As the U.S. prepares for what could be a second wave of the coronavirus pandemic, many states are once again asking themselves if they’re able to keep businesses open or if another shutdown and quarantine is imminent. If this were to happen it would once again have an impact on the criminal justice system. So what exactly would this mean for the future of jury trials and how would it impact a defendant’s right to a speedy trial? Believe it or not, one possibility that has been thrown around within some courts is Zoom.
Zoom is a video-conferencing software that gained popularity during the beginning of quarantine as a method for connecting to multiple people at once. Not only has it been leveraged for company meetings, holidays, and even weddings, but also recently by the state of Texas.
While the verdict of that case won’t be binding and the case was one of civil – not criminal – law, many have hailed the app as a good substitute for criminal trials too; any jury trial.
The Constitutionality of Zoom for Criminal Trials
Although Zoom has been great for accomplishing many things, using it as a method for conducting jury trials is problematic at best and downright unconstitutional at worst.
The Right to Confront Witnesses
For starters, the use of Zoom would violate the right to confront witnesses. How exactly would cross-examination work via Zoom? Could it be construed as equal to the same as traditional in-person opportunities?
The Credibility of Witnesses
Often criminal cases rest on the credibility and believability of witnesses. The jury will take notice of things such as body language, facial expressions, and voice intonation. While not always easy to do while in the same room as someone, it would become that much harder to do through a screen.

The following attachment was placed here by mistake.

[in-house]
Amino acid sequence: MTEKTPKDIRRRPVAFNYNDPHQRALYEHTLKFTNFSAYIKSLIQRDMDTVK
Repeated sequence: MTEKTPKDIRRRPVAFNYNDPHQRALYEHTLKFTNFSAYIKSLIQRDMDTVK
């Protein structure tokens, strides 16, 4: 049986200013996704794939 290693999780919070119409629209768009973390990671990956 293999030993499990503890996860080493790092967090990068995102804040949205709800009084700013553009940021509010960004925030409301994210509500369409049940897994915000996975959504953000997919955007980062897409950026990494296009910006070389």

Physical Evidence Unable to be Digitized
Certain evidence in criminal cases is crucial. When coming to a decision, jurors often require the ability to touch or hold the evidence and inspect it in close proximity. Unfortunately, there are certain types of physical evidence that can’t be digitized while still maintaining their value.
Ability of Counsel to Effectively Assist Clients
Every defendant is entitled to attorney representation by a competent lawyer. When an attorney can’t even be in the same as his or her client, it makes it much harder for him or her to effectively assist them and much easier for defendants to argue ineffective assistance of counsel as a means for appeal.
Problem with Juror Impartiality
Courts take various measures to make sure that the opinion of jurors is not influenced by outside factors. In the courtroom, jurors are not permitted to use their phones or partake in multi-tasking. But without being in the same room as the jury the court would have difficulty ensuring that these measures are kept in place. Additionally, they could easily look at the news or the Internet, which could easily sway their findings.
As long as man is imperfect, so too will technology be. In other words, while some Zoom sessions go off without a hitch, there is nothing that can guarantee that this will always be the case. If audio and/or video were to cut out at any time during the trial it can have a major impact on the case – especially if it occurs during valuable testimony.
For these reasons and more, it seems that using Zoom for jury trials in the future would be unconstitutional. We’ll just have to wait and see how the courts deal with all of these issues moving forward.
Surovell Isaacs & Levy PLC Help Those in VA Who Have Been Charged with a Crime
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Posted in: Criminal Law